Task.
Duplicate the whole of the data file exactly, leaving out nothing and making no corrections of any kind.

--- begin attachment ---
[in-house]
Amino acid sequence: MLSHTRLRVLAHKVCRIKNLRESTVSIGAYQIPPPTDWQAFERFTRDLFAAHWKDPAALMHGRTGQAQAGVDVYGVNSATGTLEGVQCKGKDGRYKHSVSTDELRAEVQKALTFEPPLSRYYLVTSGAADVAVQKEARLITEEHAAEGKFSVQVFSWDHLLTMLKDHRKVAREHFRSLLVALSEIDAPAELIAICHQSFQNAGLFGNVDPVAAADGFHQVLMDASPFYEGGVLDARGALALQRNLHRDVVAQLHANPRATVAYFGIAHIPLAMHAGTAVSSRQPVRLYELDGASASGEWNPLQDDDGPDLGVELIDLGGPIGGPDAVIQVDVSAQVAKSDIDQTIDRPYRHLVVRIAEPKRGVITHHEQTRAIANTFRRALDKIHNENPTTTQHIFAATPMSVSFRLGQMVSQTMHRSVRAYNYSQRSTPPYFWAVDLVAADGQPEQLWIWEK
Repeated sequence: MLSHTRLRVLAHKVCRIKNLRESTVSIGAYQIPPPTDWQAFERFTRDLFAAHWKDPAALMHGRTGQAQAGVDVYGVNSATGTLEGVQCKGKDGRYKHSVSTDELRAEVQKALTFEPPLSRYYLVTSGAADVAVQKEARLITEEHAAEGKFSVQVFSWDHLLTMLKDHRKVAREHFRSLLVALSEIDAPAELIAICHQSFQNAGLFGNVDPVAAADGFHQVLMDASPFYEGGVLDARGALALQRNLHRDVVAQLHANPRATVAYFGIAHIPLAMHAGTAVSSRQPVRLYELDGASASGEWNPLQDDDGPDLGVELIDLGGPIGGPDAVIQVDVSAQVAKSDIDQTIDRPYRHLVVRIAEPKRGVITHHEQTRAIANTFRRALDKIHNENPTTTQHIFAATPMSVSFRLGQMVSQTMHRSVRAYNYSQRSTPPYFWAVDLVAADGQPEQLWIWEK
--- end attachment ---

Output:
[in-house]
Amino acid sequence: MLSHTRLRVLAHKVCRIKNLRESTVSIGAYQIPPPTDWQAFERFTRDLFAAHWKDPAALMHGRTGQAQAGVDVYGVNSATGTLEGVQCKGKDGRYKHSVSTDELRAEVQKALTFEPPLSRYYLVTSGAADVAVQKEARLITEEHAAEGKFSVQVFSWDHLLTMLKDHRKVAREHFRSLLVALSEIDAPAELIAICHQSFQNAGLFGNVDPVAAADGFHQVLMDASPFYEGGVLDARGALALQRNLHRDVVAQLHANPRATVAYFGIAHIPLAMHAGTAVSSRQPVRLYELDGASASGEWNPLQDDDGPDLGVELIDLGGPIGGPDAVIQVDVSAQVAKSDIDQTIDRPYRHLVVRIAEPKRGVITHHEQTRAIANTFRRALDKIHNENPTTTQHIFAATPMSVSFRLGQMVSQTMHRSVRAYNYSQRSTPPYFWAVDLVAADGQPEQLWIWEK
Repeated sequence: MLSHTRLRVLAHKVCRIKNLRESTVSIGAYQIPPPTDWQAFERFTRDLFAAHWKDPAALMHGRTGQAQAGVDVYGVNSATGTLEGVQCKGKDGRYKHSVSTDELRAEVQKALTFEPPLSRYYLVTSGAADVAVQKEARLITEEHAAEGKFSVQVFSWDHLLTMLKDHRKVAREHFRSLLVALSEIDAPAELIAICHQSFQNAGLFGNVDPVAAADGFHQVLMDASPFYEGGVLDARGALALQRNLHRDVVAQLHANPRATVAYFGIAHIPLAMHAGTAVSSRQPVRLYELDGASASGEWNPLQDDDGPDLGVELIDLGGPIGGPDAVIQVDVSAQVAKSDIDQTIDRPYRHLVVRIAEPKRGVITHHEQTRAIANTFRRALDKIHNENPTTTQHIFAATPMSVSFRLGQMVSQTMHRSVRAYNYSQRSTPPYFWAVDLVAADGQPEQLWIWEK